New Yorker fiction -- January 9 & 16, 2006 issues
Oh boy, are these good. They each deserve a full analysis, but I only want to point them out and scratch their surfaces so that you, dear reader, in your spare time, might take the time to read them and apply your own analysis.
Both stories are examples of what I think of as free intuitive symbolism. Here is how I would formulate a rule to incorporate FIS: Allow the story to synthesize two or three ideas or events that don't have any apparent connection to begin with and let the story work out its own meaning beneath the surface. This approach has at least a couple of advantages. For one, it allows the writer to access yummy, Jungian, subconscious material. For another, it lets the story work on a level that is both entertaining and meaningful, while avoiding the appearance of being manufactured or too self-consciously deliberate.
Flannery O'Connor used to advocate this kind of story. I don't have the exact quote readily available (I believe it was in the extra material included in the Charters Literature and Its Writers book, which I discarded after teaching from it). But she said once in a lecture something about great writing requiring both sides of the brain to come together, and that if you write long enough, eventually you will learn to trust your creative intuition -- even though (or perhaps because) you may not know the meaning of what it comes up with -- and let it work in full partnership with your meticulous inner craftsman.
Any well-written story that has the character mistaking a fugitive abortion clinic bomber for a Southern "skunk ape" in her orchard or getting high and riding a horse to Wal-Mart on Thanksgiving deserves a read. I hope there is no question about that. The question is does the story succeed in saying something new and interesting about people, and both of these stories do that, I think.
In the "The Cryptozoologist," the POV character is the widow of a cranky, reclusive art school professor, who seduced her while she was in his painting class and whom she married young. Their relationship actuated his dismissal from teaching, and he brought her to rural Georgia, where they attempt to get back to the land. The story flows freely, allowing seemingly disparate elements such as his sentimental paintings of Cherokees and the Trail of Tears and hers of landscapes, an abortion clinic bomber on the loose, an FBI agent, and a mysterious Bigfoot-like creature to connect up somehow, leaving the reader, upon departing the text, with the feeling that some elusive, deep meaning was not only very nearly grasped by the intellect but was definitely bumped into by the reader's own intuition. After all, is a husband who never even told you he was Jewish any less strange than a man who blows up Planned Parenthood, or an undiscovered species of American ape? This is taking the Southern gothic and grotesque and letting them sift into the text like right-brain fairy dust.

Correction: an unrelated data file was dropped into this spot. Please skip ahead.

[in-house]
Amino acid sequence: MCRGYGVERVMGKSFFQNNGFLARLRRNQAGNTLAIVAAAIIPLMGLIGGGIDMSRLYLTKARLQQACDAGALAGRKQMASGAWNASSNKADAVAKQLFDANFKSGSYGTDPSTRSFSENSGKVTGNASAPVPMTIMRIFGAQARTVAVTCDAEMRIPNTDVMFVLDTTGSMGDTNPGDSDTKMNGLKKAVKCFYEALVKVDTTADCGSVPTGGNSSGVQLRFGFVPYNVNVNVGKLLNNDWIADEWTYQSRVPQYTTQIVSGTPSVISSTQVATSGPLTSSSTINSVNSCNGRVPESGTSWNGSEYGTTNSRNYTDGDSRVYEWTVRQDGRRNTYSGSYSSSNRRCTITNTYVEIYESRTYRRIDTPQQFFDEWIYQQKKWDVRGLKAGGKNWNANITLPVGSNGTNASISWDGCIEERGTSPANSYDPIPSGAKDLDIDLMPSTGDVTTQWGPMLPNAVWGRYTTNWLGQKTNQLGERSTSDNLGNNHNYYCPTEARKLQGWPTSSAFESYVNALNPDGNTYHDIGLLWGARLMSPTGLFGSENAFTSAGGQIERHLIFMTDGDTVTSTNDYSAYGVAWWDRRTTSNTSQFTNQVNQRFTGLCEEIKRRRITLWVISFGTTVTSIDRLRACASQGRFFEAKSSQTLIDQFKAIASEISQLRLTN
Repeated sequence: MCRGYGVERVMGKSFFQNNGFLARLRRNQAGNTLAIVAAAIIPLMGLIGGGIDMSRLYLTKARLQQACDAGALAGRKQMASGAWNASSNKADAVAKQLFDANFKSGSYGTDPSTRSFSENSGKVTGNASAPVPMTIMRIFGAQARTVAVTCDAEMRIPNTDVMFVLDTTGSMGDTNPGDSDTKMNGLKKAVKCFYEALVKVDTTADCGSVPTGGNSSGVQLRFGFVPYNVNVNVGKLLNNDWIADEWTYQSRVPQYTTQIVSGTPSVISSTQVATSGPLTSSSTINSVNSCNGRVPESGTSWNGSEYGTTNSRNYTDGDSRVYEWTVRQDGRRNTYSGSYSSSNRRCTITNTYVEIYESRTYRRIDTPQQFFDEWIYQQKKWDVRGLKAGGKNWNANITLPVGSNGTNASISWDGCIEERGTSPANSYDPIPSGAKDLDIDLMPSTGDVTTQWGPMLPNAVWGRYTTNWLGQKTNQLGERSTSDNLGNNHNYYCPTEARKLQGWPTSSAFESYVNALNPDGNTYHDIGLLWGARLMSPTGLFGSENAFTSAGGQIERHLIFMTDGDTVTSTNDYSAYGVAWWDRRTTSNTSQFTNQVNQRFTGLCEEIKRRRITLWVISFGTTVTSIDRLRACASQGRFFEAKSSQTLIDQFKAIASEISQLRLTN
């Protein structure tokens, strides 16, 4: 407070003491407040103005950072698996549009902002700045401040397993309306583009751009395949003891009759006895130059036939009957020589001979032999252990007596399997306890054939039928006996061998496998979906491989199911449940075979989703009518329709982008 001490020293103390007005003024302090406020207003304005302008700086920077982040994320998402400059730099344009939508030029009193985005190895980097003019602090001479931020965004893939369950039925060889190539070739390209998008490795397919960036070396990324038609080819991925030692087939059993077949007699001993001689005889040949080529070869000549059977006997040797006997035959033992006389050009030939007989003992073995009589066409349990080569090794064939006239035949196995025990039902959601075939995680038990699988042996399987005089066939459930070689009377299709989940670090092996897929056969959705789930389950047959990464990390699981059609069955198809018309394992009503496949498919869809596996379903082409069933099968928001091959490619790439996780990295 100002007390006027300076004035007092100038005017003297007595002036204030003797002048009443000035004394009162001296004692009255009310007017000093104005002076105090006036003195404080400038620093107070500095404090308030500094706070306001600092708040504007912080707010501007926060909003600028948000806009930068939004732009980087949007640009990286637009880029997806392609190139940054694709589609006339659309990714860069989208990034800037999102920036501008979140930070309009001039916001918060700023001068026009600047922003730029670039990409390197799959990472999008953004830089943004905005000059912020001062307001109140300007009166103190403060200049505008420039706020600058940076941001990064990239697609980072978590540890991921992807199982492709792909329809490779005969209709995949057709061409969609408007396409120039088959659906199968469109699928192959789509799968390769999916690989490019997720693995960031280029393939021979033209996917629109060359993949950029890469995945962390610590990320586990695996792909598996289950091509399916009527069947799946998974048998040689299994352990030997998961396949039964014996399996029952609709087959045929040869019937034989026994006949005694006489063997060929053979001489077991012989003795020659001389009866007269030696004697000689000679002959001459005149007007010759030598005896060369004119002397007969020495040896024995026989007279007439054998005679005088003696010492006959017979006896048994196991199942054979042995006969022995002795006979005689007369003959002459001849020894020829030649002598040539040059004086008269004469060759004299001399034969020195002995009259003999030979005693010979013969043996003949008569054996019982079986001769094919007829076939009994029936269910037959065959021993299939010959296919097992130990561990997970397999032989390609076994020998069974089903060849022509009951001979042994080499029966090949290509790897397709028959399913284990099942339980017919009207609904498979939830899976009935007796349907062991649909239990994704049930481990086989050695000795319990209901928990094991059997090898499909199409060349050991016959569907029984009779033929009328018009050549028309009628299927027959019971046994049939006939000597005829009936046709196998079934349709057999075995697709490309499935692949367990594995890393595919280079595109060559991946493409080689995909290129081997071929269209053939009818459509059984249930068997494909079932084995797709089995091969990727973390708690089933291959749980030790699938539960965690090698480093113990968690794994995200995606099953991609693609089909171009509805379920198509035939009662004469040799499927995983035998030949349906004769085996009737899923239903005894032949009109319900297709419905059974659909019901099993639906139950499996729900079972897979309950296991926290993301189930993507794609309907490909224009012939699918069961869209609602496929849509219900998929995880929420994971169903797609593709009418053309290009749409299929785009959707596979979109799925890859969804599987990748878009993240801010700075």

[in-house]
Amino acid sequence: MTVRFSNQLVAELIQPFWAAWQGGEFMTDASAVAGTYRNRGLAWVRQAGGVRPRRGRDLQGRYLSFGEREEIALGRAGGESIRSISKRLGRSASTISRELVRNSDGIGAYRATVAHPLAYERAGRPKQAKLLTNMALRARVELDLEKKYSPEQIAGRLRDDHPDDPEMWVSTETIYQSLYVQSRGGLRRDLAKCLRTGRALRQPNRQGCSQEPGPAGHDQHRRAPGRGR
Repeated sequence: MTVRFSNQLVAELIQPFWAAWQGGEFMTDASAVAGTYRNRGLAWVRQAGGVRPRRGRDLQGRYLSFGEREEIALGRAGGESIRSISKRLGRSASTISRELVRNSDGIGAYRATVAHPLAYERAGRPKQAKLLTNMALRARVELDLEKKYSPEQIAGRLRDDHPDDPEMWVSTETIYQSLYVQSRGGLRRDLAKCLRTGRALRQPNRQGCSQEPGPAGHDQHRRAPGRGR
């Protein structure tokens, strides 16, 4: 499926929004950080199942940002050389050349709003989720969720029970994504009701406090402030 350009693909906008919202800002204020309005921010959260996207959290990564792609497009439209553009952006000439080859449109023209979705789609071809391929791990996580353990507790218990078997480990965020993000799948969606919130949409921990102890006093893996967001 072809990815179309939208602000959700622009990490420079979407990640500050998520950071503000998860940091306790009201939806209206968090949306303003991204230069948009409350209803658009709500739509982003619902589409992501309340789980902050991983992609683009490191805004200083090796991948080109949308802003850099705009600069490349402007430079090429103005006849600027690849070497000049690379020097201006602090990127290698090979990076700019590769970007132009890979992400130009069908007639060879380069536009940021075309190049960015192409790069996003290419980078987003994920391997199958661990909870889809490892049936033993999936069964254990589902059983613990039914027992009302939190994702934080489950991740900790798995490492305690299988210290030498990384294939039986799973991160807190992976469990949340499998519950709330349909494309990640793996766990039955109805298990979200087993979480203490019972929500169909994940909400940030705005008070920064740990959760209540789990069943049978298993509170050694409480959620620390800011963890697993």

"Three Days" begins as a come-home-to-wacky-family-for-the-holidays story, but gradually twists itself into something else entirely: a meditation on the death of a parent in the middle of a bizarre and very touching plot turn. Through FIS, the author is able to say something new about how we deal with death by putting her characters on a horse bound for Wal-Mart. Is the horse on the ice behind the store a symbol of their father, or of his death, or of the death of their family's structure, or of the death of rural Mom & Pop America, or of the death of national and personal mythology? Check out her mother's occupation, selling myths to marketers. This alone should hint to us that something is working underneath. Where does the horse go? Into those waters whence the story itself springs. (btw, I can't remember the last time my eyes got moist while reading a short story.)
I hope these stories are harbingers.